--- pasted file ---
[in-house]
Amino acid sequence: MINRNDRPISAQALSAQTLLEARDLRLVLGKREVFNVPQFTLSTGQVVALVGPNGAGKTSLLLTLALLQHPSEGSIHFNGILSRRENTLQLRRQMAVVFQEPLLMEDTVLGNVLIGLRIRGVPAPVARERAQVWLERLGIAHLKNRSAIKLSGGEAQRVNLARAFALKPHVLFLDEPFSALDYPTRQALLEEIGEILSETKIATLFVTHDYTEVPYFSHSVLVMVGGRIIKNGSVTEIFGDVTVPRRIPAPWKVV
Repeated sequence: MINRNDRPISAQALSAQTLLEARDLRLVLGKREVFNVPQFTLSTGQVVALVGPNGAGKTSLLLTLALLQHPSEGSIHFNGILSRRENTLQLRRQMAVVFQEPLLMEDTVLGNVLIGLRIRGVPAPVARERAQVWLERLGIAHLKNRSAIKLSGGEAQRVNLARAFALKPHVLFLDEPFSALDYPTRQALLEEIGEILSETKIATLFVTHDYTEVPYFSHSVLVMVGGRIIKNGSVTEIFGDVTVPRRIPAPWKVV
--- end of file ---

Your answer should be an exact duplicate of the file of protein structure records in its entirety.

[in-house]
Amino acid sequence: MINRNDRPISAQALSAQTLLEARDLRLVLGKREVFNVPQFTLSTGQVVALVGPNGAGKTSLLLTLALLQHPSEGSIHFNGILSRRENTLQLRRQMAVVFQEPLLMEDTVLGNVLIGLRIRGVPAPVARERAQVWLERLGIAHLKNRSAIKLSGGEAQRVNLARAFALKPHVLFLDEPFSALDYPTRQALLEEIGEILSETKIATLFVTHDYTEVPYFSHSVLVMVGGRIIKNGSVTEIFGDVTVPRRIPAPWKVV
Repeated sequence: MINRNDRPISAQALSAQTLLEARDLRLVLGKREVFNVPQFTLSTGQVVALVGPNGAGKTSLLLTLALLQHPSEGSIHFNGILSRRENTLQLRRQMAVVFQEPLLMEDTVLGNVLIGLRIRGVPAPVARERAQVWLERLGIAHLKNRSAIKLSGGEAQRVNLARAFALKPHVLFLDEPFSALDYPTRQALLEEIGEILSETKIATLFVTHDYTEVPYFSHSVLVMVGGRIIKNGSVTEIFGDVTVPRRIPAPWKVV